Friday, August 3, 2012

Favorite Native Plants – James Gagliardi and Christine Price-Abelow, Smithsonian Gardens

cupplant Native plants certainly have many benefits to the environment, making them an eco-friendly choice for any home gardener. But I love the fact that so many of the people I asked mentioned wildlife value as a top benefit.

Here are a few more contributions for my series on Favorite Native Plants. These are from James Gagliardi and Christine Price-Abelow, horticulturists for two of the Smithsonian Museum gardens.

James Gagliardi is a Horticulturist at the Smithsonian Natural History Museum. He mentioned Cup Plant as one of his favorites:

“A native plant currently drawing a lot of attention in the  Butterfly Habitat Garden is the Cup Plant (Silphium perfoliatum)”, James said. Reaching a height of nearly 10 feet this plant towers over most others in our meadow planting.  Bright yellow daisy-like flowers bloom throughout the summer but the best feature is its wildlife value.  The plant serves as a host and nectar plant for butterflies.  Cup Plant is also included in the plantings in the new Urban Bird Habitat at the National Museum of Natural History as a seed and water source – its name comes from the way the opposite leaves fuse at the base forming a “cup” that catches rain water.”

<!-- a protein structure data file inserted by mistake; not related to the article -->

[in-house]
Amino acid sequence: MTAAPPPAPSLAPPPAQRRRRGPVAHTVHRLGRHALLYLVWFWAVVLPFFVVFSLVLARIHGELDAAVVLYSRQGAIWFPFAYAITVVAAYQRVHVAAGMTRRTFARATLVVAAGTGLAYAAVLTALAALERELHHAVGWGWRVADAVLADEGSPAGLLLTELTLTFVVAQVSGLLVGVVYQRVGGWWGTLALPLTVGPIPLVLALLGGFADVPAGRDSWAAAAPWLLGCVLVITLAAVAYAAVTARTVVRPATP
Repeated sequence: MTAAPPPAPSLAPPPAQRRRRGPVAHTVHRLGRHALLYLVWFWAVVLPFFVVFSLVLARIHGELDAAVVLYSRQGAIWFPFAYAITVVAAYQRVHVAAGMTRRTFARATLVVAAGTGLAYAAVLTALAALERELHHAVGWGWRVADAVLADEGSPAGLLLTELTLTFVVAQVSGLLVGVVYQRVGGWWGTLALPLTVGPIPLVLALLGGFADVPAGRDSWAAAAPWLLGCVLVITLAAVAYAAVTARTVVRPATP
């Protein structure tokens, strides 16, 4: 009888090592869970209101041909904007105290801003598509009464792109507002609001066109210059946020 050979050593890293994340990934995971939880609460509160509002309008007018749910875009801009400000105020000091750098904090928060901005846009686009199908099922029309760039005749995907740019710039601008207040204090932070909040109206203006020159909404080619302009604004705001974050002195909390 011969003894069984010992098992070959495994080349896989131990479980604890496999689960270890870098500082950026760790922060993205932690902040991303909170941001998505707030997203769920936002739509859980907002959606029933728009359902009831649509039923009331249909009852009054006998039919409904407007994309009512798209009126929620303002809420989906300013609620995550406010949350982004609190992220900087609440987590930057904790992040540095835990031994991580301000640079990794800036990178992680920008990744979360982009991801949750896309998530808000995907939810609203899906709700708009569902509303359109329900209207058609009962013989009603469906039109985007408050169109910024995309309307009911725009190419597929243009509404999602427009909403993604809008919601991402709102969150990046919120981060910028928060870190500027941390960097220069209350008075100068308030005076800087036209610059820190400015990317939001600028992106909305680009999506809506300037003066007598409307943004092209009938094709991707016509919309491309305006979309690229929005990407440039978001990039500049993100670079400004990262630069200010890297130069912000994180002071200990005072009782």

Christine Price-Abelow is a Horticulturist at the Smithsonian National Museum of the American Indian. Christine said that garden phlox and dogwood are two of her favorites:

“Phlox paniculata, garden phlox is one of my favorite summer blooming perennials,” Christine said.   “This native species provides just the right pop of color when the rest of the garden is looking a little stressed out.  I also love the fact that it consistently blooms from July thru October in the Washington DC area.”

“Another one of my favorite native plants is the Flowering dogwood, Cornus florida.  This small tree is considered a staple in the landscapes of Virginia and is a tree featured in everyone’s garden.   The flowering Dogwood is a four season tree with beautiful fall color, winter interest, spring blooms and bright red fruit.”

Thanks for taking the time to add some of your favorites, James and Christine.

To learn more about some of the native plants in the Smithsonian Gardens, visit  the Smithsonian Gardens blog.

Previous posts in this series:

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